We turn to more cheerful topics, but keep coming back to my darkness like a magnet. Finally she tells a family story I've never heard. A close relative in Mom's generation — let's call him "Uncle Henry" — once got so paranoid he landed in the Psych Ward. "Isn't it comforting to know things aren't that bad?" Mom says with a rueful smile.
Inside my turbulent and tormented thoughts, a horrible transition takes place. It's not rational, but my hands shake and my skin turns clammy as a new idea flares up. What if
I am as bad as Uncle Henry? What if the Loony Bin is where you wind up when this depression stuff gets
I press Mom for details. She tells me one day, Uncle Henry decided the police were out to get him — though he hadn't gotten so much as a speeding ticket. He holed up inside the house and begged his wife to hide him whenever he heard a siren go by. His knife, which had never been used to gut anything but fish, was thrown in the river for fear it would incriminate him. He quit work so the cops couldn't find him there. A broken and terrified man hid in his own home until his wife finally took him to the hospital.
Mom wonders why I'm suddenly curious about family history. But she doesn't realize a bomb has just detonated in my chest.
What if I end up paranoid? I panic. Mental illness runs in families, and it sounds like Uncle Henry was psychotic — schizophrenic. Sometimes I think God speaks to me in my head. Does that mean I'm crazy?
Hours later, I lie awake in my bed, mind still working overtime. I don't have time to go to the hospital; pick up a lifelong illness and stigma. What if I actually started hearing voices? Isn't that what schizophrenia does? How could I ever be the Best of the Best? I have to get back in control. I plead with God to take it away.
A few days later, my new counselor assures me I don't show any signs of paranoia — just depression and anxiety. She does suggest I visit a psychiatrist, and he prescribes an antidepressant. But the gray clouds won't leave. Months of misery follow while I oscillate between black despair and overwhelming fear.
Did I say feeling nothing is the worst part of depression? Perhaps not. Right now, I would give a great deal to feel "nothing."
Pastor Rick is teaching from James 5; the part about anointing the sick with oil. At the end of his sermon, he invites any sick people in the church to come forward for prayer with the elders.
Now, I'm normally a cynic when it comes to modern-day miracles. Healing was a miraculous sign given to the
1st century church, my Bible college-trained mind insists. God has given us doctors today. Miracles like that don't happen anymore.
But Rick tells some pretty convincing stories about cures he's seen with his own eyes. He invites anyone who is — frankly — seeking a miracle to come to the altar.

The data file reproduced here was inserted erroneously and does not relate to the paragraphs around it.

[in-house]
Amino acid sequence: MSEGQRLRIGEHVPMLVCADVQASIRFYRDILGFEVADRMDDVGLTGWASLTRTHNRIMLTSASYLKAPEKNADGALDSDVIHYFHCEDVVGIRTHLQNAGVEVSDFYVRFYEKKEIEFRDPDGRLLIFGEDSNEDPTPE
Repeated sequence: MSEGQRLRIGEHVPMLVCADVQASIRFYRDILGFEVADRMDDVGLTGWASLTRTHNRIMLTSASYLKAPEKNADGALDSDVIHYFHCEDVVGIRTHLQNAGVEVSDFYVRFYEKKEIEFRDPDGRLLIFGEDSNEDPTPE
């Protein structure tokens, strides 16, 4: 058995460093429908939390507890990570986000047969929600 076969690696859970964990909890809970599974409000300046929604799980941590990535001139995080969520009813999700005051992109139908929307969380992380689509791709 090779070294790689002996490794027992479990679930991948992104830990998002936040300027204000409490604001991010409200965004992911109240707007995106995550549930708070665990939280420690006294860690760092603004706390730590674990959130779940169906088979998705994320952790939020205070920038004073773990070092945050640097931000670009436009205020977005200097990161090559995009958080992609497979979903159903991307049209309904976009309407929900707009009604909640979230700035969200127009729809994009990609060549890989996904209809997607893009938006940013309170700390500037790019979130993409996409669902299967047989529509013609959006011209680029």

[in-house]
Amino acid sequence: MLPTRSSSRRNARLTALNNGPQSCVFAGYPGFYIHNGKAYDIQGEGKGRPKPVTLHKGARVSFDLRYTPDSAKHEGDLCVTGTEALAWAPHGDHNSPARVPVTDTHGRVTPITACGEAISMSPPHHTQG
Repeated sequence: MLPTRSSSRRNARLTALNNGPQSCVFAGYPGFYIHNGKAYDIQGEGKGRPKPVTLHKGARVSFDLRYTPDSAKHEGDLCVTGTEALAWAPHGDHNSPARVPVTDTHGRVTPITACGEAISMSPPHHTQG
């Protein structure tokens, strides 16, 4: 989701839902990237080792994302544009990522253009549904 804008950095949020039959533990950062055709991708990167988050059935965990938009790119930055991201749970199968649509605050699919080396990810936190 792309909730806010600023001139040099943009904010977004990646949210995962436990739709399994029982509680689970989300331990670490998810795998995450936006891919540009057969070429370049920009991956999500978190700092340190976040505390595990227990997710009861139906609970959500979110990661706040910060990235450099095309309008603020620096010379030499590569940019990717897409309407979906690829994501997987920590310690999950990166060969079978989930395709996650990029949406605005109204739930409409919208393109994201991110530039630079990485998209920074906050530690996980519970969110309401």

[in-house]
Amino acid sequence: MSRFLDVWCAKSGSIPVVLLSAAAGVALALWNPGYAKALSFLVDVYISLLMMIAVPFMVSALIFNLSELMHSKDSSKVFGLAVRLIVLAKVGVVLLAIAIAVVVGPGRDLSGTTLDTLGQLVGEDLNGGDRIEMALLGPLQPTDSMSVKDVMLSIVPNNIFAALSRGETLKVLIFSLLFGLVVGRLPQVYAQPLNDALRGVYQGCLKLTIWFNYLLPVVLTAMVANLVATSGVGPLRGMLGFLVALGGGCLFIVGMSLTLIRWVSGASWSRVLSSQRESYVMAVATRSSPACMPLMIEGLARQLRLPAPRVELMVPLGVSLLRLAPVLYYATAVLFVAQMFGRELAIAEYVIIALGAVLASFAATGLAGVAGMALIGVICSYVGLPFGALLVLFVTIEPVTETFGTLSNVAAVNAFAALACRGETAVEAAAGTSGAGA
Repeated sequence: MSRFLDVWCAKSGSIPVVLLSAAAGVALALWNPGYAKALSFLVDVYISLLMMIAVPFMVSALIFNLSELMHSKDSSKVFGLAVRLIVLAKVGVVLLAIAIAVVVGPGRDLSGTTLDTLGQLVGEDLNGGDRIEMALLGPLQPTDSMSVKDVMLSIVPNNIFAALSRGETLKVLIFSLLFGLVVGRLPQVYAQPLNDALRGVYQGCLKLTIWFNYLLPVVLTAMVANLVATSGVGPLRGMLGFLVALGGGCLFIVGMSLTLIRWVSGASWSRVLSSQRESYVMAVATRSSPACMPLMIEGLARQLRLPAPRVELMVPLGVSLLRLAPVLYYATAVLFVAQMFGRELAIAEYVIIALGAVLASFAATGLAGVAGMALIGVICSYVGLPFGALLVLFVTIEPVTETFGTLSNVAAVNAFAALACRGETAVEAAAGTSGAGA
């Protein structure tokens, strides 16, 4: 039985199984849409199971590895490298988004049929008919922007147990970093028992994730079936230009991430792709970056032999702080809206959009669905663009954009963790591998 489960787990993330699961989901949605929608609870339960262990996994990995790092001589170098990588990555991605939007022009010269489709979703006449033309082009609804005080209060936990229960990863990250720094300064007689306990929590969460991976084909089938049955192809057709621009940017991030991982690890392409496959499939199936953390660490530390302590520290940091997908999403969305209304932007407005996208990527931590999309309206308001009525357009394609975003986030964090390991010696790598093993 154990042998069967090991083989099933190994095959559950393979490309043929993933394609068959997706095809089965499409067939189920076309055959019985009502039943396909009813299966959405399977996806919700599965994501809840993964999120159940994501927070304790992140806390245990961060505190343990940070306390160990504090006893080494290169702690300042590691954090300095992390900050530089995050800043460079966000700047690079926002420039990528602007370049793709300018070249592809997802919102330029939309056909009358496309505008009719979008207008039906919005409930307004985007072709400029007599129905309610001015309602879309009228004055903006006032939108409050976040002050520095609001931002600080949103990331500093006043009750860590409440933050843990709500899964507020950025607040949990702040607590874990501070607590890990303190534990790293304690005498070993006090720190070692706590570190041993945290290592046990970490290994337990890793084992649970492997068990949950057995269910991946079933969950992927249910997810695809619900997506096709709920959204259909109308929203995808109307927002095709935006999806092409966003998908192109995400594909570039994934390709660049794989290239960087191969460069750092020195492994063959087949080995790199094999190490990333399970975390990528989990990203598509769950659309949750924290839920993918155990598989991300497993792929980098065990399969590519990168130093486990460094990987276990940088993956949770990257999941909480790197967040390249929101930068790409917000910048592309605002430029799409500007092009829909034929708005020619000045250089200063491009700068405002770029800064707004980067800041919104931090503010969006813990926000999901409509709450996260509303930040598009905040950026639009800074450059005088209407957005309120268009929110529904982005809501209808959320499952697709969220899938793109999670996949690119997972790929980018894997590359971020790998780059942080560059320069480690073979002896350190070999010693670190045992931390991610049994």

God doesn't heal like that anymore, argues my mind.
What have you got to lose? plead my tortured emotions.
A moment later, I'm telling Rick about the history of mental illness in my family, and asking him to pray for healing from depression. Rick dabs oil on my forehead and speaks to God. His final words are, "God's will be done."
No! I almost cry aloud, I don't want God's will, I want to be whole! Lord, I came for healing —
"God's will be done." The words resound in my head. Giving into this madness that seems to be overtaking me would be worse than death.
God, if I stop fighting, I could lose control completely — be locked in some psych ward. That cannot be your will!
Even as I walk out to my car, it's clear God has not performed a miracle. Instead, the clouds actually seem darker. So a few months later, I find myself on the beach, blowing in the wind and still asking the God who calms storms to tame the fierce emotions within me.
Is this the best the "Great Physician" can do? I spit at the vacant heavens. "God's will be done," huh? Not if you plan to tear my life apart.
On the Beach
Every thought matches the low-hanging gray clouds as I watch wave after wave pound the sand. The ongoing silence of God is deafening. I finally give up and turn around; set my face towards the stream. But then I discover it's quite impossible to go back the way I came.
When I face into the wind, I'm quickly sandblasted into submission. The breeze is so strong it's transformed the sand into a million fiery darts; stinging my eyes, blowing the firmament from under my feet, and making forward progress impossible.
But when I turn my back, I'm blown along the beach, faster than I could normally walk — spurred on by the icy blasts that would be my destroyer.
Suddenly, a word flashes through my mind: Kamikaze.
In the American lexicon, a kamikaze is a misguided suicide bomber. But in Japan, it's a sign of hope. Mongol Hordes twice tried to invade the island. Both times, huge armadas were demolished by typhoons that arrived at precisely the right moment — the original kamikazes. For the 13th century Mongols, the Divine Wind was a destroyer; to the Japanese, salvation. It all depended on whether you were trying to fight the hurricane — or surrender to its power.